April is National Volunteer Month. Since its beginning in 1997, HERO’s success has depended heavily on its member volunteers. You’ll see their names on our committee rosters, on our published peer-reviewed articles and consensus statements, and in the many expert support roles HERO needs to make our conferences and think tanks successful, from program planning to faculty recruitment, to abstract reviewers to panel moderators and, of course, to serving as expert presenters.

HERO’s paid staff consists of a small, but mighty team of 7 dedicated, part- and full-time professionals. We are able to research, educate and lead on matters of workplace health and well-being because of the dedicated volunteers who are researching, educating and leading beside us. Recently, Independent Sector released the new “Value of Volunteer Time”: $25.43/hour. Based on this estimate, HERO volunteers provide annually $200K worth of services toward our shared vision that all workplaces will positively influence the health and well-being of employees, families and communities. Extending this out a bit further, HERO member organizations are investing $200K annually in research that ultimately enhances the health and well-being of the nation.

While this is good for HERO, it’s also good for the individual volunteers and for their employers. HERO’s Senior Fellow Paul Terry discussed these ideas with Points of Light CEO Michelle Nunn in a 2012 issue of the American Journal of Health Promotion, highlighting the evidence: physical and mental health are positively impacted when serving others; employers that encourage volunteerism benefit from increased employee engagement and productivity; communities benefit from engaged citizens; and when the community benefits, so does business. Therefore, what’s good for HERO—and the health and well-being of the nation—turns out to be good for HERO’s volunteers and HERO member organizations.

In our continued effort to practice what we preach, HERO has adopted an internal volunteerism policy, encouraging each employee (remember, staff of 7) to volunteer the equivalent of one week’s worth of work throughout the year. Specifically, we encourage activities that both serve the community and also stretch our employees, for example, applying healthcare expertise in another sector. The full HERO Employee Volunteerism Policy can be found here.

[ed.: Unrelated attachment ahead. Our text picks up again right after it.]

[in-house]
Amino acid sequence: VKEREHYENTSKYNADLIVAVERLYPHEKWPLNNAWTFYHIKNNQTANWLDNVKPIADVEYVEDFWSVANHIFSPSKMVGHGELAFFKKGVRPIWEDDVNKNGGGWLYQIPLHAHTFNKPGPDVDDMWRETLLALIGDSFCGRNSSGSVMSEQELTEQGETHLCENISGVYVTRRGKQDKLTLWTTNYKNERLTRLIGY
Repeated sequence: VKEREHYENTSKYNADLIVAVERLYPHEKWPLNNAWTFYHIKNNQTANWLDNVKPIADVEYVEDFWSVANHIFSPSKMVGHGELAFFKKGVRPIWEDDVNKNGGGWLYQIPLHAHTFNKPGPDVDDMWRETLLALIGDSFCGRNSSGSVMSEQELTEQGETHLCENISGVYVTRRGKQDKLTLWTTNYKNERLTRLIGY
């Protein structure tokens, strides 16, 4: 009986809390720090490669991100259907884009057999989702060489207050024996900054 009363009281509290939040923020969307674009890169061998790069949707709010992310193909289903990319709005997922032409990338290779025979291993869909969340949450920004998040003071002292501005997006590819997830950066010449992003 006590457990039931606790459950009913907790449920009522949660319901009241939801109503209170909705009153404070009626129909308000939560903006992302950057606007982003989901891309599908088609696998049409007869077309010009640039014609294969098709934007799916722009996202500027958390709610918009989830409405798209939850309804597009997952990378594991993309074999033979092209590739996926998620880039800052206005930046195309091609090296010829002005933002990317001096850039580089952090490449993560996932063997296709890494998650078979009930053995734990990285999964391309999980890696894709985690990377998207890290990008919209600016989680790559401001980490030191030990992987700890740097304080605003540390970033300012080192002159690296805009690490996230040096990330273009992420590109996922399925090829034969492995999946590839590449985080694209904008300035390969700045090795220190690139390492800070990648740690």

In addition to pitching in professionally, HERO members and staff also take advantage of opportunities to serve the community. In 2018, HERO supported the local community of Ponte Vedra Beach, FL, host to the 2018 HERO Forum, when members and staff volunteered a few hours in the community garden as part of HERO’s David Anderson and Lisa Bugman Community Service Project. Not coincidentally, this initiative honors one of HERO’s founding members and his wife, both dedicated to community service.

“We’re all better off when we’re all better off.” ~ Eric Liu

photo of HERO members and staff volunteering in a community garden

HERO members and staff support the local community of Ponte Vedra Beach, FL, host to 2018 HERO Forum, by volunteering a few hours in the community garden as part of HERO’s David Anderson and Lisa Bugman Community Service Project.

It’s no coincidence, from my view, that April is also the Month of the Military Child. I make no secret of the fact that my husband is an Army officer, making our children by default “military kids.” Since the end of the military draft in 1973, the U.S. has relied on an all-volunteer force. My husband volunteered for military service, while my children were born into their status. Nevertheless, they have embraced its benefits and overcome each obstacle unique to this life. Often exchanging geographic roots for those of a virtual yet tight-knit military community and accepting air-kisses via FaceTime in place of physical hugs from their dad, their sacrifices have supported their father’s service to the nation and qualified them as national volunteers in service to the protection of the unalienable rights of life, liberty and the pursuit of happiness.

When I married my high school sweetheart in 1992, he had already completed Army ROTC (Reserve Officer Training Corps) through Duke University and had accepted a Reserve Commission into the Army as a Second Lieutenant. So, unlike my children, I selected into this life. Since 2001, when my husband was called to active duty, I’ve had numerous opportunities to volunteer, taking care of military families so that their Soldiers can do their jobs well. It has been an honor and a privilege to play with their children, provide a hot meal, welcome a returning Battalion, hold a grieving widow and, most recently, lead the development of a video for military spouse well-being. The Army recognizes the value of volunteer service beyond its Soldiers and monetizes the contribution based on actual volunteer time logs. According to U.S. Army Installation Management Command, 1.12 million volunteer hours were contributed in FY18, or $28.5 million. And I think I speak for them all: I wouldn’t trade a single minute of it.

 “Be the change that you wish to see in the world.” ~ Mahatma Ghandi


References:

Cardinali, D. “The Value of Our Volunteers.” Independent Sector, April 11, 2019. Available at: https://independentsector.org/news-post/the-value-of-our-volunteers/

Liu, E. and Hanauer, N. The Gardens of Democracy: A New American Story of Citizenship, the Economy, and the Role of Government. Seattle, Washington: Sasquatch Books; 2011.

Terry, P.E. “Borrowing Ideas from a Sister Movement.” American Journal of Health Promotion, November/December 2012. DOI: 10.4278/ajhp.27.2.tahp

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